In an attempt to cope with the influx of COVID patients, Wellington Regional Hospital recently reopened its dedicated COVID-19 ward from May 31 to June 11. It had been closed three years earlier. On June 14, Nelson Hospital reported that seven patients were being forced to wait in the emergency department, due to a surge in occupancy and a lack of beds.

Healthcare workers in Dunedin told the Otago Daily Times on June 11 that the overcrowding in the city’s emergency department meant that patients were being forced to wait in ambulances, potentially putting them at risk.

Public health experts continue to issue warnings calling on the public to wear masks and to remain at home and test if sick. Epidemiologist Michael Baker told Newshub on Tuesday: “The last three waves have been getting bigger, more cases, and… we’re quite complacent about this virus now, but we shouldn’t be.” He warned that COVID was the country’s most deadly infectious disease and “people of all ages are getting long-term effects—Long COVID.”

The government, however, has stopped virtually all public health messaging. There is no longer any requirement for people who test positive for COVID to self-isolate. At the end of June, rapid antigen tests will no longer be available for free anywhere. In another cost-cutting measure, the National Party-led government has scrapped free general practice consultations for people who are eligible to receive antiviral medication for COVID (the elderly and immunocompromised).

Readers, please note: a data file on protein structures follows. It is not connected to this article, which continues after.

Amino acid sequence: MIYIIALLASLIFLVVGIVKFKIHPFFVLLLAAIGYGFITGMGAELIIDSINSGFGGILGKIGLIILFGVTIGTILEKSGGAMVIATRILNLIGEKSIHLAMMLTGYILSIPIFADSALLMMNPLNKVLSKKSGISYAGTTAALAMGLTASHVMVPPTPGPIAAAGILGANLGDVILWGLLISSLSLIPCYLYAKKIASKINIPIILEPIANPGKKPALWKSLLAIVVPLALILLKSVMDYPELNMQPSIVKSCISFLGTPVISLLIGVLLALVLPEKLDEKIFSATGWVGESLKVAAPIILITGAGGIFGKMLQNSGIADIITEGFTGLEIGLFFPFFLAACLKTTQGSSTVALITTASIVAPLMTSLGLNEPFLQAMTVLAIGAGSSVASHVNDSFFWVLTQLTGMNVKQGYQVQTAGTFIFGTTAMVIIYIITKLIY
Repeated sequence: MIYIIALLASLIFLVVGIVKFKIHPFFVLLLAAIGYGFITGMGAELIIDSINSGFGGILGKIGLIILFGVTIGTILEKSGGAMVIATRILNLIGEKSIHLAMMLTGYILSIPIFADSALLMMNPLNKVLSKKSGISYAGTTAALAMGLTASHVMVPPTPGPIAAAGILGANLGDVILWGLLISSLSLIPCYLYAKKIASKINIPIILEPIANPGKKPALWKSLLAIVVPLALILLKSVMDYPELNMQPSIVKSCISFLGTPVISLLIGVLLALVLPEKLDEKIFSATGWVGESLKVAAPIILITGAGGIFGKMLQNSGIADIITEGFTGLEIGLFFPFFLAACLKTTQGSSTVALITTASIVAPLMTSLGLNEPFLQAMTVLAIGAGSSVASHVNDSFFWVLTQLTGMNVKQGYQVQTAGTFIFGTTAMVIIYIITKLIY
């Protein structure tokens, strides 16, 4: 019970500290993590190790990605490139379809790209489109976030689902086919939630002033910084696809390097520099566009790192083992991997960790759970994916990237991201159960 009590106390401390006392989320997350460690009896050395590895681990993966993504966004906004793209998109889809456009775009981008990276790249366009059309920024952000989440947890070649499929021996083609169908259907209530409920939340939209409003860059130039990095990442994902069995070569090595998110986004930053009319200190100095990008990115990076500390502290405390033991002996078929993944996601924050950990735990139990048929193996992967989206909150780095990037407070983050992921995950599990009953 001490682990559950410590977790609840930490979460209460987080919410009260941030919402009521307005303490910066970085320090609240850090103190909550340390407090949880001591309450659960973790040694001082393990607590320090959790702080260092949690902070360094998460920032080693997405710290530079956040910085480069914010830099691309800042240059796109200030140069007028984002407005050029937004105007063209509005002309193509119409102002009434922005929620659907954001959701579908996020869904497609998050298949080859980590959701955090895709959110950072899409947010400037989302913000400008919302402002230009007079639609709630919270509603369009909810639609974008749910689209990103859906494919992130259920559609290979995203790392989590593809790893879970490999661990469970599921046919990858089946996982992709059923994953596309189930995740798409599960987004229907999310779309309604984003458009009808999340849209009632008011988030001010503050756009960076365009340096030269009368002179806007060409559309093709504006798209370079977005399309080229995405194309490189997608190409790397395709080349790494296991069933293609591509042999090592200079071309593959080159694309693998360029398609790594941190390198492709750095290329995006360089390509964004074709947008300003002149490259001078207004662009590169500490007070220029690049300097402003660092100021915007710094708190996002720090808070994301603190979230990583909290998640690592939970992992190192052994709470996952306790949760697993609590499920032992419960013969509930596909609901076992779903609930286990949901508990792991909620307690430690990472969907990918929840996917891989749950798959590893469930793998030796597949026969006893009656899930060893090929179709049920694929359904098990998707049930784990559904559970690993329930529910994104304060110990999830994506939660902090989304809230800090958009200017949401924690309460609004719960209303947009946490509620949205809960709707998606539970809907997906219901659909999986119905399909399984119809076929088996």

Despite the political establishment’s efforts to persuade the population to ignore COVID, it continues to cause major disruption to everyday life. Stuff reported on June 6: “Figures from the Ministry of Education showed estimated total teacher sick leave days nationwide increased to 401,832 in 2023, from 299,734 in 2018.” There have been several reports of school closures or partial closures due to staff illness since winter began.

The crisis in the health system is compounded by a shortage of thousands of nurses and doctors and intensified austerity measures. According to Council of Trade Unions economist Craig Renney, in the 2024/2025 budget announced last month, “Per capita operational expenditure on health fell by 1.3%, and real per capita expenditure (i.e., adjusted for inflation) fell by 4.5% on current population projections.”